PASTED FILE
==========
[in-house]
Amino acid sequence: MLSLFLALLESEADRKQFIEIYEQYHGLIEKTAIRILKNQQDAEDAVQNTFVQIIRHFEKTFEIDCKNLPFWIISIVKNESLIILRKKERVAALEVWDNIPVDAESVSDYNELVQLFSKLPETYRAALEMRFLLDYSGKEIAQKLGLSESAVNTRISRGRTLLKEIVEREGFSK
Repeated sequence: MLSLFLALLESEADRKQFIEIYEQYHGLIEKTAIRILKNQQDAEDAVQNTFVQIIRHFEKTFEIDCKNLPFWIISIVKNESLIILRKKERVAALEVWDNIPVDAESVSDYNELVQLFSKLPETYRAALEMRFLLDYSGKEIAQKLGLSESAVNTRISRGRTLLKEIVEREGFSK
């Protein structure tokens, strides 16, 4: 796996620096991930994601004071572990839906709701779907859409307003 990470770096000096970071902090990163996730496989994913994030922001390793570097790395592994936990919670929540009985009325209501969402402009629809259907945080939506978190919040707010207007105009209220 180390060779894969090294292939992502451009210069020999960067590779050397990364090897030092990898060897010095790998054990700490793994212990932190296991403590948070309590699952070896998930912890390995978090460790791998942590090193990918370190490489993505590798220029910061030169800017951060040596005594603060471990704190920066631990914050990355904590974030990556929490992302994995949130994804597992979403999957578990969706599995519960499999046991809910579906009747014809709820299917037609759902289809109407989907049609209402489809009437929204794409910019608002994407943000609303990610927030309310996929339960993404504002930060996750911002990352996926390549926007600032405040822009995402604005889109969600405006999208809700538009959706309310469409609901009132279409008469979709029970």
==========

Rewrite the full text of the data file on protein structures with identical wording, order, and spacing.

[in-house]
Amino acid sequence: MLSLFLALLESEADRKQFIEIYEQYHGLIEKTAIRILKNQQDAEDAVQNTFVQIIRHFEKTFEIDCKNLPFWIISIVKNESLIILRKKERVAALEVWDNIPVDAESVSDYNELVQLFSKLPETYRAALEMRFLLDYSGKEIAQKLGLSESAVNTRISRGRTLLKEIVEREGFSK
Repeated sequence: MLSLFLALLESEADRKQFIEIYEQYHGLIEKTAIRILKNQQDAEDAVQNTFVQIIRHFEKTFEIDCKNLPFWIISIVKNESLIILRKKERVAALEVWDNIPVDAESVSDYNELVQLFSKLPETYRAALEMRFLLDYSGKEIAQKLGLSESAVNTRISRGRTLLKEIVEREGFSK
């Protein structure tokens, strides 16, 4: 796996620096991930994601004071572990839906709701779907859409307003 990470770096000096970071902090990163996730496989994913994030922001390793570097790395592994936990919670929540009985009325209501969402402009629809259907945080939506978190919040707010207007105009209220 180390060779894969090294292939992502451009210069020999960067590779050397990364090897030092990898060897010095790998054990700490793994212990932190296991403590948070309590699952070896998930912890390995978090460790791998942590090193990918370190490489993505590798220029910061030169800017951060040596005594603060471990704190920066631990914050990355904590974030990556929490992302994995949130994804597992979403999957578990969706599995519960499999046991809910579906009747014809709820299917037609759902289809109407989907049609209402489809009437929204794409910019608002994407943000609303990610927030309310996929339960993404504002930060996750911002990352996926390549926007600032405040822009995402604005889109969600405006999208809700538009959706309310469409609901009132279409008469979709029970």